And most of the time, we have no idea what this question is…

In the example of Superman about to fly, the ground is the meaning, the sky is the orientation, but the force, the propulsion comes from his purpose. Superman is here to rescue, protect and defend the earth and its people. Everywhere he goes, he goes in order to rescue, protect and defend someone or something. That’s his purpose.

Here are a few phrasings to use when asking the question:

  • “What makes you excited to get out of bed in the morning?”
  • “If you had everything, every toy, every cent in the world, what would you want?”
  • “What do you want and why do you want it?”
  • “What is the thing that makes you feel most thankful?”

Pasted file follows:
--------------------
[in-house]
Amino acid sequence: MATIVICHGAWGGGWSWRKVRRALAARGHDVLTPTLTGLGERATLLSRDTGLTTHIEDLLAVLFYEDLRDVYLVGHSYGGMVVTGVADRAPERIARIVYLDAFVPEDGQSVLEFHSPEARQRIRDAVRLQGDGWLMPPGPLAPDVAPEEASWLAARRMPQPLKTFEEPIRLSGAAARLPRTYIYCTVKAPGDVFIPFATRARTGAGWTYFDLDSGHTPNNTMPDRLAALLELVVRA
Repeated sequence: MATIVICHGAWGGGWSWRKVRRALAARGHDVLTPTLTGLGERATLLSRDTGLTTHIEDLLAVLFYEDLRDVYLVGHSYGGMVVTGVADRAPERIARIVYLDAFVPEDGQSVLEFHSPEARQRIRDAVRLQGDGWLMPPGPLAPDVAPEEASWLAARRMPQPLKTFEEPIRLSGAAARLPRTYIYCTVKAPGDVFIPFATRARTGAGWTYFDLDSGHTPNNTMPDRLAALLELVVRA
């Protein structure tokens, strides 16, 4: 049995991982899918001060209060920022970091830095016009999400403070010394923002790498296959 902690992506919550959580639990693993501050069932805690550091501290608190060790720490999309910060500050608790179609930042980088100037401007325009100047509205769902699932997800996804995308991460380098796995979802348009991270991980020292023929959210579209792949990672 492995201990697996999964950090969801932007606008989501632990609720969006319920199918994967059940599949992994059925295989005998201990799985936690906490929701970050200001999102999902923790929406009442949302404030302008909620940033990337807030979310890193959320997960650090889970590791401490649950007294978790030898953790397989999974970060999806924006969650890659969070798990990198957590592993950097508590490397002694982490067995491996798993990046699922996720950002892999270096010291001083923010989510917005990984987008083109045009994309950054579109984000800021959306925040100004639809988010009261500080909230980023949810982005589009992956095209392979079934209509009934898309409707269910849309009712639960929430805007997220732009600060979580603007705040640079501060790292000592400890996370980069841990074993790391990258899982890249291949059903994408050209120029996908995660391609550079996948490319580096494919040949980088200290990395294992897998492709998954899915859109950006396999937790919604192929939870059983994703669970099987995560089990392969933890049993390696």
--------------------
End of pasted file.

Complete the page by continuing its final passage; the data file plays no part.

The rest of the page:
• “What makes you excited to be alive?”
  • “What makes you feel the most sad when it’s not around?”
  • “What makes you irritated and angry when you can’t have it or do it?”

Putting It All Together

Some of the answers may surprise you.
Some of them may confuse you.
Sometimes the answers will take longer to make sense of.

Just know that what you’ve done by asking these questions is planted a seed of consciousness and awareness in your child’s mind. They may have been irritated by you asking the questions. They may have even been confused by the questions. But by asking these questions you’ve created a new focus within them and their minds.

The Reticular Activation System (RAS) is a small part of the brain that deals in finding answers. You don’t need to know the answers for your children, because the RAS will start to seek answers on their behalf.